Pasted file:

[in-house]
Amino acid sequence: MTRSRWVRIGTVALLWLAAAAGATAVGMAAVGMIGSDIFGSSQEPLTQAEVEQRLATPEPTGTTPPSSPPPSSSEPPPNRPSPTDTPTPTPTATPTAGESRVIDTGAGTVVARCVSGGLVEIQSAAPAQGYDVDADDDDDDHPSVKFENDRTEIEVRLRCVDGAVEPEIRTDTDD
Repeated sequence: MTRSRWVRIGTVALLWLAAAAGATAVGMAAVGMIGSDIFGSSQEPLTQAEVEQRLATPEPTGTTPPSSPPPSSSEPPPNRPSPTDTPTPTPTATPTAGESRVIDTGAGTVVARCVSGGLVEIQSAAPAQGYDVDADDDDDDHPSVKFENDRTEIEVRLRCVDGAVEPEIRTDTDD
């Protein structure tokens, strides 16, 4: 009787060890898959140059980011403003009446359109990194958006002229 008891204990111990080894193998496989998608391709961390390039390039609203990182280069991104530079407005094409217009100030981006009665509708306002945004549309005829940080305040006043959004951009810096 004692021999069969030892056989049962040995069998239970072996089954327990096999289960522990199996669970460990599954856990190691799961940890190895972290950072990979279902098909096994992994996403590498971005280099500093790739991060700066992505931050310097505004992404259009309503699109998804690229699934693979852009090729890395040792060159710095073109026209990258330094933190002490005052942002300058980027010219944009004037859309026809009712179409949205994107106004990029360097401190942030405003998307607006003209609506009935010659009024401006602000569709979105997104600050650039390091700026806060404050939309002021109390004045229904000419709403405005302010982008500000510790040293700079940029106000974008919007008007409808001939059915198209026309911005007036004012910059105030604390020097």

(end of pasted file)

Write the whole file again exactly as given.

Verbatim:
[in-house]
Amino acid sequence: MTRSRWVRIGTVALLWLAAAAGATAVGMAAVGMIGSDIFGSSQEPLTQAEVEQRLATPEPTGTTPPSSPPPSSSEPPPNRPSPTDTPTPTPTATPTAGESRVIDTGAGTVVARCVSGGLVEIQSAAPAQGYDVDADDDDDDHPSVKFENDRTEIEVRLRCVDGAVEPEIRTDTDD
Repeated sequence: MTRSRWVRIGTVALLWLAAAAGATAVGMAAVGMIGSDIFGSSQEPLTQAEVEQRLATPEPTGTTPPSSPPPSSSEPPPNRPSPTDTPTPTPTATPTAGESRVIDTGAGTVVARCVSGGLVEIQSAAPAQGYDVDADDDDDDHPSVKFENDRTEIEVRLRCVDGAVEPEIRTDTDD
């Protein structure tokens, strides 16, 4: 009787060890898959140059980011403003009446359109990194958006002229 008891204990111990080894193998496989998608391709961390390039390039609203990182280069991104530079407005094409217009100030981006009665509708306002945004549309005829940080305040006043959004951009810096 004692021999069969030892056989049962040995069998239970072996089954327990096999289960522990199996669970460990599954856990190691799961940890190895972290950072990979279902098909096994992994996403590498971005280099500093790739991060700066992505931050310097505004992404259009309503699109998804690229699934693979852009090729890395040792060159710095073109026209990258330094933190002490005052942002300058980027010219944009004037859309026809009712179409949205994107106004990029360097401190942030405003998307607006003209609506009935010659009024401006602000569709979105997104600050650039390091700026806060404050939309002021109390004045229904000419709403405005302010982008500000510790040293700079940029106000974008919007008007409808001939059915198209026309911005007036004012910059105030604390020097």